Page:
Posted by admin -
Tue, Apr 20, 2010
Just yesterday, an Iranian cleric was saying that promiscuous Iranian women cause earthquakes. He may have misstated the particular natural disaster.
An asylum seeker in Britain, Bita Ghaedi, conducted a hunger strike for more than a month because she was terrified of being tortured and killed if she is forced to return to Iran. Yet, despite more than 2700 petition signatures sent to UK Foreign Secretary David Miliband, Bita Ghaedi was violently detained this past weekend and set for deportation this coming Tuesday on April 20, 2010.
After her detention and subsequent escalation of actions from supporters, England ignored yet another hunger strike, demonstrations, and hundreds of letters, emails, calls, and faxes on behalf of Bita Ghaedi. But nature intervened as the volcano that has kept Heathrow Airport closed for five days belched out fresh ash, grounding all flights in and out of Heathrow Airport for the sixth day in a row.
Stranded travelers are fuming, especially since they need to get home to their families. But some are calling it an act of God or a divine intervention.
And since the press is covering the volcanic ash explosion, they could not avoid the hundreds of protesters gathered outside the airport for Bita and turn blind to this gross violation of international law.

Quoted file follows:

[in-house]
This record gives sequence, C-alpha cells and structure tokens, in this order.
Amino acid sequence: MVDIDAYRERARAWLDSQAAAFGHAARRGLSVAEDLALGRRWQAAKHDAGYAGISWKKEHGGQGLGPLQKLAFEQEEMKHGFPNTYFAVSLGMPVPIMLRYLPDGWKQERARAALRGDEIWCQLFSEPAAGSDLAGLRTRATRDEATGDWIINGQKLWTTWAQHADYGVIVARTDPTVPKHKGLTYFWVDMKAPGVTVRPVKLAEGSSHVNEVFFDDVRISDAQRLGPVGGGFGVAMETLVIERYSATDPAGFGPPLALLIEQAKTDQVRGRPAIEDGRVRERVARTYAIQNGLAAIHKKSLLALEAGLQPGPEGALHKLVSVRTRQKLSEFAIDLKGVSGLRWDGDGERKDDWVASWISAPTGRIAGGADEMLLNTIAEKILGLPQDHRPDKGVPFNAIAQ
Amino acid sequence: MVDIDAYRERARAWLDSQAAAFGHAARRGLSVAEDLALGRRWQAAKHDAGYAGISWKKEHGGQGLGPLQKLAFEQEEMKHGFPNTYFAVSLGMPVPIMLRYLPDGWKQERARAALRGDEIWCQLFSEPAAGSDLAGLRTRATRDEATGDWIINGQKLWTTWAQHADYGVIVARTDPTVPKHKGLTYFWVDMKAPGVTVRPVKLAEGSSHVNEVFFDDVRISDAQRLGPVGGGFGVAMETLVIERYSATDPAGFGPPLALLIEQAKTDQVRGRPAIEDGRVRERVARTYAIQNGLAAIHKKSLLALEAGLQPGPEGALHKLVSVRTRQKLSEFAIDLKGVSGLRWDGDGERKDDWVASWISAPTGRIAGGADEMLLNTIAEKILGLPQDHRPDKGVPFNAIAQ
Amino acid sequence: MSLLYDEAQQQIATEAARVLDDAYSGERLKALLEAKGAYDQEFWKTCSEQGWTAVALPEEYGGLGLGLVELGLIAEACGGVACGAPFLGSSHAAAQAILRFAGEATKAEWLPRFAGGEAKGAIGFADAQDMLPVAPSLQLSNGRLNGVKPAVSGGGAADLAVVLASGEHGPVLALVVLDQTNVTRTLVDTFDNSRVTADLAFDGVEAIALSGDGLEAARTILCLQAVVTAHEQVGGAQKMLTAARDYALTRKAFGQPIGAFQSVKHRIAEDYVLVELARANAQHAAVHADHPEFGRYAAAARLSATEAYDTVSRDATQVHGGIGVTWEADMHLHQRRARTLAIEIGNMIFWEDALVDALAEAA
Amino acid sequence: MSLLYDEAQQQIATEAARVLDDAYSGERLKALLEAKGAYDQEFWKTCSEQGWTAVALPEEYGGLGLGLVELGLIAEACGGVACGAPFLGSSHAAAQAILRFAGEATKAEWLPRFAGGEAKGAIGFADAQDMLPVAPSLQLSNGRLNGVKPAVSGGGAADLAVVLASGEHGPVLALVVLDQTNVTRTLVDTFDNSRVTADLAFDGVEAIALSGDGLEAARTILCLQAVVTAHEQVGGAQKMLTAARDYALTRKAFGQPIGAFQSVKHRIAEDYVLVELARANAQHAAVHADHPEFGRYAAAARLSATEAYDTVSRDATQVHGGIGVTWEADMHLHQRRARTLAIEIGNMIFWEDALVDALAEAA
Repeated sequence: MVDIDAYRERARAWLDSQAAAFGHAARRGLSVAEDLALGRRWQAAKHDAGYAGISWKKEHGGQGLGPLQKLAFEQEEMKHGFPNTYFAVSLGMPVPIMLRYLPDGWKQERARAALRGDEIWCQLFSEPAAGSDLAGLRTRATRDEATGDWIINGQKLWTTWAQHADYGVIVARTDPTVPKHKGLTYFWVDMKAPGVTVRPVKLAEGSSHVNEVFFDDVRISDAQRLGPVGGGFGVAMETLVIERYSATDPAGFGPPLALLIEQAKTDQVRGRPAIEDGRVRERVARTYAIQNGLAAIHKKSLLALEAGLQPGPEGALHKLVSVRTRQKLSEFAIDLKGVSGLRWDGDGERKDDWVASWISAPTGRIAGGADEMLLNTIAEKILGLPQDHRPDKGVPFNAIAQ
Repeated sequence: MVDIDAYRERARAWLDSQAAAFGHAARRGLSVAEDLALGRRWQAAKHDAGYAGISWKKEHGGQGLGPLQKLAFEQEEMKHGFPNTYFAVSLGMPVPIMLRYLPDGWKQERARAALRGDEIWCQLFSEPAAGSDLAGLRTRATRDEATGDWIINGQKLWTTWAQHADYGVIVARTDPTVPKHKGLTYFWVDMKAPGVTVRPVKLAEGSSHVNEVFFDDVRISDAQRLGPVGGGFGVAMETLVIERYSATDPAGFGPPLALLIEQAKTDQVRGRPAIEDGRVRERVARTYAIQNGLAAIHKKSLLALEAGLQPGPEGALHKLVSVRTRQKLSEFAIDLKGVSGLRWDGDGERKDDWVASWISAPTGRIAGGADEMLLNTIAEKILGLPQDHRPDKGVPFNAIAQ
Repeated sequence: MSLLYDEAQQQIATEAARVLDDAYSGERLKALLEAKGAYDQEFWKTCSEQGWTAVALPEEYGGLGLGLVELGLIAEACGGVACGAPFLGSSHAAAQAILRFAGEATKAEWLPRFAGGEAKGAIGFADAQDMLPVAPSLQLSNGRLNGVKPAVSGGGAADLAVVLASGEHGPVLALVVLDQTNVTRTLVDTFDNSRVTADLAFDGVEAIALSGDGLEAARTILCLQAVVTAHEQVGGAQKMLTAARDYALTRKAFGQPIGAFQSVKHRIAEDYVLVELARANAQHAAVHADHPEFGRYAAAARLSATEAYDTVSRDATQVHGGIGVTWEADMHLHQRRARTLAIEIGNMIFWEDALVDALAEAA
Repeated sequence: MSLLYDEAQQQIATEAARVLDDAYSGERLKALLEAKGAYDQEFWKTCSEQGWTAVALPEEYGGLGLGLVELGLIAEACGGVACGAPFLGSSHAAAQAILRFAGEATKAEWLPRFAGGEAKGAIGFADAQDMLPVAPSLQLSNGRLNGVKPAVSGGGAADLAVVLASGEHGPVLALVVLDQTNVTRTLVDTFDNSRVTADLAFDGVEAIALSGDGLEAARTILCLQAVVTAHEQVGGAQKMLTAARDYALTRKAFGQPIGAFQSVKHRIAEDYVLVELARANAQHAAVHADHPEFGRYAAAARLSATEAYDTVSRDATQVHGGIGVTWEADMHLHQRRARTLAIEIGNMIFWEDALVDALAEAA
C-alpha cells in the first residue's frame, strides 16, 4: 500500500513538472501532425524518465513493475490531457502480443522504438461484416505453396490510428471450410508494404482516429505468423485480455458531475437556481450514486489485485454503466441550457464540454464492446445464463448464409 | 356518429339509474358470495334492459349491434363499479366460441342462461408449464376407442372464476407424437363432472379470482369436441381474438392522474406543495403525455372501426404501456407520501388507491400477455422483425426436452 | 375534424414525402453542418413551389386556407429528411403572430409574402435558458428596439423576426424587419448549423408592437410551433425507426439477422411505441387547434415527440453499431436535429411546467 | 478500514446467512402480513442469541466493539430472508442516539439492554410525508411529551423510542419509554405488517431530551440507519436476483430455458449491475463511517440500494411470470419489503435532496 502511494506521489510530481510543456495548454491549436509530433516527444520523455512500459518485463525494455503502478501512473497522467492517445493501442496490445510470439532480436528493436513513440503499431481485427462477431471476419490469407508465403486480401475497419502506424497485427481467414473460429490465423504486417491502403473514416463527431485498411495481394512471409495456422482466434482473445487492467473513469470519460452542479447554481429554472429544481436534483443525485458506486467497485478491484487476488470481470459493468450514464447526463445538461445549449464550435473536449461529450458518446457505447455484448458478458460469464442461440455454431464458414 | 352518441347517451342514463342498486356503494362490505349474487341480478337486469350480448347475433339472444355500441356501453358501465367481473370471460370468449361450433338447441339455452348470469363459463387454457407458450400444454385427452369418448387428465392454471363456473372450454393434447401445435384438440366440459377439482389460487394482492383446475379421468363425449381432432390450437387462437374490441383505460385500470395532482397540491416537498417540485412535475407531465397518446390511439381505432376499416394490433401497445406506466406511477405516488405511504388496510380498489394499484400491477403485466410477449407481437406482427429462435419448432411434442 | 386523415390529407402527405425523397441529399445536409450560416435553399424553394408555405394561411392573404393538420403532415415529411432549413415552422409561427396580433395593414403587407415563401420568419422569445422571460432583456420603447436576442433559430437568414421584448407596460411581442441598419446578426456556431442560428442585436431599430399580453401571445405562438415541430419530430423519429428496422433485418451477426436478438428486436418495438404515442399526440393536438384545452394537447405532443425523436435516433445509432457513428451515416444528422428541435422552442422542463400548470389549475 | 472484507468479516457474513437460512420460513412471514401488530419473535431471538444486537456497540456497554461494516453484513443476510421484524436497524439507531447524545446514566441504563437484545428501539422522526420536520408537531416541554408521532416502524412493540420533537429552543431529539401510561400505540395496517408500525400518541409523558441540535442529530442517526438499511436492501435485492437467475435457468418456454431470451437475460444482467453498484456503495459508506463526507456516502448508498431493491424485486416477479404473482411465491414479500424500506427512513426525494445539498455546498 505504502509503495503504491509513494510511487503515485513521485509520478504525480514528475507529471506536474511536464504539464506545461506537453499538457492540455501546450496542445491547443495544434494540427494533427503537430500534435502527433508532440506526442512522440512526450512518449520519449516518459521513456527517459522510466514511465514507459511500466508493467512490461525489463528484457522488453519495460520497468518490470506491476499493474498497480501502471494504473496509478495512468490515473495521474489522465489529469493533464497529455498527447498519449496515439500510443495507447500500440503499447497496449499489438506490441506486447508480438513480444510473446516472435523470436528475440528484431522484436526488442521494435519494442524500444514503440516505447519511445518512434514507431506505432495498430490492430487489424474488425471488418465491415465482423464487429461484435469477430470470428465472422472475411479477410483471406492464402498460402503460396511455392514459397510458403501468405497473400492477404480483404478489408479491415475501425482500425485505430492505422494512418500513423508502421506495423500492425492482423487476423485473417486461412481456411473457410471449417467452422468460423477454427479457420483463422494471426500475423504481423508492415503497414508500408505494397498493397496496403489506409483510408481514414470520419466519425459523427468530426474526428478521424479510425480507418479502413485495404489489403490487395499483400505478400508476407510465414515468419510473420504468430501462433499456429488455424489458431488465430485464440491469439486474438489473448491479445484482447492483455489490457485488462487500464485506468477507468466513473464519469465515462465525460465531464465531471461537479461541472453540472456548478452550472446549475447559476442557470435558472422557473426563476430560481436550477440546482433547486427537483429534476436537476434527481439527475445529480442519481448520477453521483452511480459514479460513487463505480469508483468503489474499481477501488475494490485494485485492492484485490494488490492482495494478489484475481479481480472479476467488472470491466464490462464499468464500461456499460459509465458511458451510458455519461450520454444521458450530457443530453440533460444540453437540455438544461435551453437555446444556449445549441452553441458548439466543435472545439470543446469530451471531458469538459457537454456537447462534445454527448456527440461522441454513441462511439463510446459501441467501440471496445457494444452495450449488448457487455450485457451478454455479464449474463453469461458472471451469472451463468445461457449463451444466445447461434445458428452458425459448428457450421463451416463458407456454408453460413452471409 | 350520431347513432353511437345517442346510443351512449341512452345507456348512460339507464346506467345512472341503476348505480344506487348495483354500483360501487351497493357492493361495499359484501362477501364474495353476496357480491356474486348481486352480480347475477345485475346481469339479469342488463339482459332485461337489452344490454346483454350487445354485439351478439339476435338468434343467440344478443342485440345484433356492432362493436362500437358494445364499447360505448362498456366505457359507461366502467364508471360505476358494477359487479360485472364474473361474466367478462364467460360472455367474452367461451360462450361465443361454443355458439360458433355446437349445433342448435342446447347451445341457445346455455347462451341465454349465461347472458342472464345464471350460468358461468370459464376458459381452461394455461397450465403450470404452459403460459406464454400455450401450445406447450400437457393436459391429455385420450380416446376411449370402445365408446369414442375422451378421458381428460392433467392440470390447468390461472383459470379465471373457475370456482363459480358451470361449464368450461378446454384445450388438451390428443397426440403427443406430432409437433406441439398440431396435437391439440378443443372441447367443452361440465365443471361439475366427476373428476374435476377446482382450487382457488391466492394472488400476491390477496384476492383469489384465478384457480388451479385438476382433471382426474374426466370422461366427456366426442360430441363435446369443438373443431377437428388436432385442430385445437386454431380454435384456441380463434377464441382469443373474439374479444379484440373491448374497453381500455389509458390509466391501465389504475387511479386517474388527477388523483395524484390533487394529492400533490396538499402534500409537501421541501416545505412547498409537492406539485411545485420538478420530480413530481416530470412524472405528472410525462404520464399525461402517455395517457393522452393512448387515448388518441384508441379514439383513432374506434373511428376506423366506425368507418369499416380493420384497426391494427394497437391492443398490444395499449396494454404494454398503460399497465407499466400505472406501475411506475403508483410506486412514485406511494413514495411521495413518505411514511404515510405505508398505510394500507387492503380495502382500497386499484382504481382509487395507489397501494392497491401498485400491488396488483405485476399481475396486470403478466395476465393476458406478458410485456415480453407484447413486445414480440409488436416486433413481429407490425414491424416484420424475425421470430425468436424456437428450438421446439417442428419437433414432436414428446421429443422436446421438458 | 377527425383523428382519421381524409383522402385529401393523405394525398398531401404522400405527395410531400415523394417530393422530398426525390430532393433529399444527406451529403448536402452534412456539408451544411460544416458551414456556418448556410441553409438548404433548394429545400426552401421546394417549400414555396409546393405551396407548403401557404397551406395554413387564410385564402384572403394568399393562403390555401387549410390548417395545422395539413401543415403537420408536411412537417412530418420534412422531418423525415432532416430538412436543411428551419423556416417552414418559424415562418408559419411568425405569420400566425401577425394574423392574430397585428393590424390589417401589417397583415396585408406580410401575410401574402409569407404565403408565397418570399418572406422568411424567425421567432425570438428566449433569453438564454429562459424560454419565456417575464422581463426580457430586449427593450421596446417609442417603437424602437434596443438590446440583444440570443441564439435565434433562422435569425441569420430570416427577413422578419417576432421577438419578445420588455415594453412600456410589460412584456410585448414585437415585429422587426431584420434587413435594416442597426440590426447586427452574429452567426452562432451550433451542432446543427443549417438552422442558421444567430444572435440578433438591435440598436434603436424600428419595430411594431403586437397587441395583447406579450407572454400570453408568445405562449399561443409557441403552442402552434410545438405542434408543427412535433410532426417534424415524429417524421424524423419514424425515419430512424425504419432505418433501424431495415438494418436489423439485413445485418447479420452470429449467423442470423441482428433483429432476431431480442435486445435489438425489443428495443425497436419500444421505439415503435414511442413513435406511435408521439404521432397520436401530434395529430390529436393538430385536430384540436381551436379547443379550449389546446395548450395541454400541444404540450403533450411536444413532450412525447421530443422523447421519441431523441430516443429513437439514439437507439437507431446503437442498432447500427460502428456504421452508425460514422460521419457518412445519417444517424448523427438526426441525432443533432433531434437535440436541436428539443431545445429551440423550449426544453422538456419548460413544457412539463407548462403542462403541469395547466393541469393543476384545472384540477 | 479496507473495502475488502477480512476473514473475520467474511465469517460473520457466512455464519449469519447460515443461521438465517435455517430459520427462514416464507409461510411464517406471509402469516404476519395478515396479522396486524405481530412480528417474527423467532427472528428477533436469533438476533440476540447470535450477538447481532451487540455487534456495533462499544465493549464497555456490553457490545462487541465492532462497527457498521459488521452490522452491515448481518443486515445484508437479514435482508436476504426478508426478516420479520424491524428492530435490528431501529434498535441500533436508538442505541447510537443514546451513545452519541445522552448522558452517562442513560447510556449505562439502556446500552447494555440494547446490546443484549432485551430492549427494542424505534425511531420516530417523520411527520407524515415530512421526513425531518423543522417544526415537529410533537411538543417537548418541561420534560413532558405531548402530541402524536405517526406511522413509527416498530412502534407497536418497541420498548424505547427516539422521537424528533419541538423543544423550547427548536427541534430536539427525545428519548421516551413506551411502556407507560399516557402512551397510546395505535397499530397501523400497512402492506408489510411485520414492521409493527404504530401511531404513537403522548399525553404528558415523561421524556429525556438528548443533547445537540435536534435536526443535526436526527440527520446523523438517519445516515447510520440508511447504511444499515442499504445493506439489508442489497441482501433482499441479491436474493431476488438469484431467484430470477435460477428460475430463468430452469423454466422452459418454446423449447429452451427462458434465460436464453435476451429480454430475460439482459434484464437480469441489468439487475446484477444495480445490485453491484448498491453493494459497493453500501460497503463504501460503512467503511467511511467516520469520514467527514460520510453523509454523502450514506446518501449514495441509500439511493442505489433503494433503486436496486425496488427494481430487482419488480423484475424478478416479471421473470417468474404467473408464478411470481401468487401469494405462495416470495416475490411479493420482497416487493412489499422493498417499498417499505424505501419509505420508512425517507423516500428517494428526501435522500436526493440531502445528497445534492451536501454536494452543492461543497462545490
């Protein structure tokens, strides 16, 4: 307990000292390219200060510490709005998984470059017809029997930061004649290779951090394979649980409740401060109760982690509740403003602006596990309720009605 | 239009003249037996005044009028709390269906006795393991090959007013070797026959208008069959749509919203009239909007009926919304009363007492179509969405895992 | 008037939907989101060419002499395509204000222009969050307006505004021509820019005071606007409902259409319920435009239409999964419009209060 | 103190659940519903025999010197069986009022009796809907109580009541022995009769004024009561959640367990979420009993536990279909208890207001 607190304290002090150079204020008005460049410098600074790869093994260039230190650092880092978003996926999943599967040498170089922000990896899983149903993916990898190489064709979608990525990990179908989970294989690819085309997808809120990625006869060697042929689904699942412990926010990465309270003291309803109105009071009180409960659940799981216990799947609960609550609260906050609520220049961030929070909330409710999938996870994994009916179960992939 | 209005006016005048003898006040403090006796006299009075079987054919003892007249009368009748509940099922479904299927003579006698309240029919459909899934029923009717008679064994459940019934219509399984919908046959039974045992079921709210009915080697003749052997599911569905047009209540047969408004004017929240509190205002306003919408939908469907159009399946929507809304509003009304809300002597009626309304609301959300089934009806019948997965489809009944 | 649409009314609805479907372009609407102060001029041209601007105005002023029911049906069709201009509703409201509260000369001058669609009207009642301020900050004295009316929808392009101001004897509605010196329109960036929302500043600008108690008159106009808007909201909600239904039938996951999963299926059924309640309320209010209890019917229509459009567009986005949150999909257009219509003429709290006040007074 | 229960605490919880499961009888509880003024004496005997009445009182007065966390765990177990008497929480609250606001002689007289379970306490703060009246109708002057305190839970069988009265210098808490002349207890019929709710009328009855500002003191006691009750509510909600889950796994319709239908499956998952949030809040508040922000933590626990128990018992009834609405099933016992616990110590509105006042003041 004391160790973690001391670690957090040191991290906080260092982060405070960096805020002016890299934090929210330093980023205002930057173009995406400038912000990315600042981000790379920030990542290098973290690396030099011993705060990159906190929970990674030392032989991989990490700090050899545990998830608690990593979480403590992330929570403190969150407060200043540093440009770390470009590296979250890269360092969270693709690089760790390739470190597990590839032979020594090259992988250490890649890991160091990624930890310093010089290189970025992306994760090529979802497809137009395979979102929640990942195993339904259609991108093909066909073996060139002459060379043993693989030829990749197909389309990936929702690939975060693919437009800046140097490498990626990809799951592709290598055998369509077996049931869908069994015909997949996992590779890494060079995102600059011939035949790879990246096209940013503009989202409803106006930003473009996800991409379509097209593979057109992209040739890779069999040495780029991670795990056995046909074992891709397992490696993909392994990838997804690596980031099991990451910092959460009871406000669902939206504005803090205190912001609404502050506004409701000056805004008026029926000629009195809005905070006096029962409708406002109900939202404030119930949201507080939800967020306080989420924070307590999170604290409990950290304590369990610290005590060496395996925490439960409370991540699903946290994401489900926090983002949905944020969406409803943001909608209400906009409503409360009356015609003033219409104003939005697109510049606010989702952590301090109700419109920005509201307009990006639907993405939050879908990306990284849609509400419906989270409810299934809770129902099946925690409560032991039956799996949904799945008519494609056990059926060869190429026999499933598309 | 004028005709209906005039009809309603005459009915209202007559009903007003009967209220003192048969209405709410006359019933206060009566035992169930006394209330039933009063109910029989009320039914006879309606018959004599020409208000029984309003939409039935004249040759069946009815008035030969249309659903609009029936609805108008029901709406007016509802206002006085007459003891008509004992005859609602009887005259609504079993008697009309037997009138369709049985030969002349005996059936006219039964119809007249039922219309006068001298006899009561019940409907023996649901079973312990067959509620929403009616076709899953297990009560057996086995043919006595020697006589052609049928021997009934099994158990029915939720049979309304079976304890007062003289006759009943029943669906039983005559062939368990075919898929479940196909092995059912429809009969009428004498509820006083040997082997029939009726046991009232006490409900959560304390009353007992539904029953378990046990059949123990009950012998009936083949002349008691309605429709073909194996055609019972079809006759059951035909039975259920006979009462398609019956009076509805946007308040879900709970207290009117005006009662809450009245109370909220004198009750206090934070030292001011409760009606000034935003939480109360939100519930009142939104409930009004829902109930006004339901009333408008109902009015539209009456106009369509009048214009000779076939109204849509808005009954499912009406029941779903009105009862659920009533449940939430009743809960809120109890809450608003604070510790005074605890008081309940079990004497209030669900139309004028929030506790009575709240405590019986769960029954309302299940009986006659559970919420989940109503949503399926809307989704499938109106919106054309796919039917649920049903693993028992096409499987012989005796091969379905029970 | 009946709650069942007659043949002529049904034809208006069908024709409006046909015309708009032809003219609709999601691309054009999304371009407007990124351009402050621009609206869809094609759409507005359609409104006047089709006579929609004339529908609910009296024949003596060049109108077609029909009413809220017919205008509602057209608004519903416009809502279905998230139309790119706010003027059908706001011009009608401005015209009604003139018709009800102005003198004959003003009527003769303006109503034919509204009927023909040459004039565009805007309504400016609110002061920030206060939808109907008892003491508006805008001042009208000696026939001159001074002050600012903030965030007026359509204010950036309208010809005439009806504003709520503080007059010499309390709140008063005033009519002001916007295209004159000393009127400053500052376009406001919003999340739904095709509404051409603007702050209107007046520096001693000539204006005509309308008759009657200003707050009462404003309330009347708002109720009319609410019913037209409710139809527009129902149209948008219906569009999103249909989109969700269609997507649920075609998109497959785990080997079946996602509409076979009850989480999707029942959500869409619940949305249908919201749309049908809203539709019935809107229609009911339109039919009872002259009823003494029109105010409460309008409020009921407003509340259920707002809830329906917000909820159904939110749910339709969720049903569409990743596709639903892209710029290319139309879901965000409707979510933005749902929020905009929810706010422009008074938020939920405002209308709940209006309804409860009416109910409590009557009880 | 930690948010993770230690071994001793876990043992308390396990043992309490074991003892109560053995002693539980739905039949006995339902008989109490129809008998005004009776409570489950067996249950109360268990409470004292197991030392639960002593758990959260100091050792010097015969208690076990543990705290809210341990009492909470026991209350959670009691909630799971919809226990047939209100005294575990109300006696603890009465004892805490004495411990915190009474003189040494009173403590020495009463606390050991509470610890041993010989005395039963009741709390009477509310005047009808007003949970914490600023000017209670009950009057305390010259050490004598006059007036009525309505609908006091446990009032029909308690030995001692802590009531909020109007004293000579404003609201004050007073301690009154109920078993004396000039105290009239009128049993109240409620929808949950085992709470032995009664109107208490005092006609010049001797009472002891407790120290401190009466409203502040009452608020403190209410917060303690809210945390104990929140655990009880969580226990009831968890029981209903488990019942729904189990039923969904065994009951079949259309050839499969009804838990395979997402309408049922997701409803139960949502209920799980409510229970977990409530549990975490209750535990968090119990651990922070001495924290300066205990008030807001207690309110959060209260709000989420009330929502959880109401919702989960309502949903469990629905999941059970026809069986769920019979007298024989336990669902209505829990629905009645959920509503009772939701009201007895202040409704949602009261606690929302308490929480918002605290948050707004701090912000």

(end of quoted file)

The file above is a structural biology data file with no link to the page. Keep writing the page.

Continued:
Bita Ghaedi’s case presents a slippery slope that has global implications for Iranian dissidents in other countries. If England ignores human rights standards and violates the international principle of non-refoulement, which prohibits forcibly returning a person to a country where her/his life or freedom would be threatened, it provides less of an incentive to other similarly situated countries to uphold the law. Bita Ghaedi undoubtedly warrants recognition as a refugee and merits protections under the Convention relating to the Status of Refugees, to which England is a signatory. We must hold England accountable.
In the meantime, Bita is still being held at the notorious Yarl’s Wood Detention Center and remains at severe risk not only from the Iranian regime due to her political activities, but also from male members of her estranged family if she is deported back to Iran.
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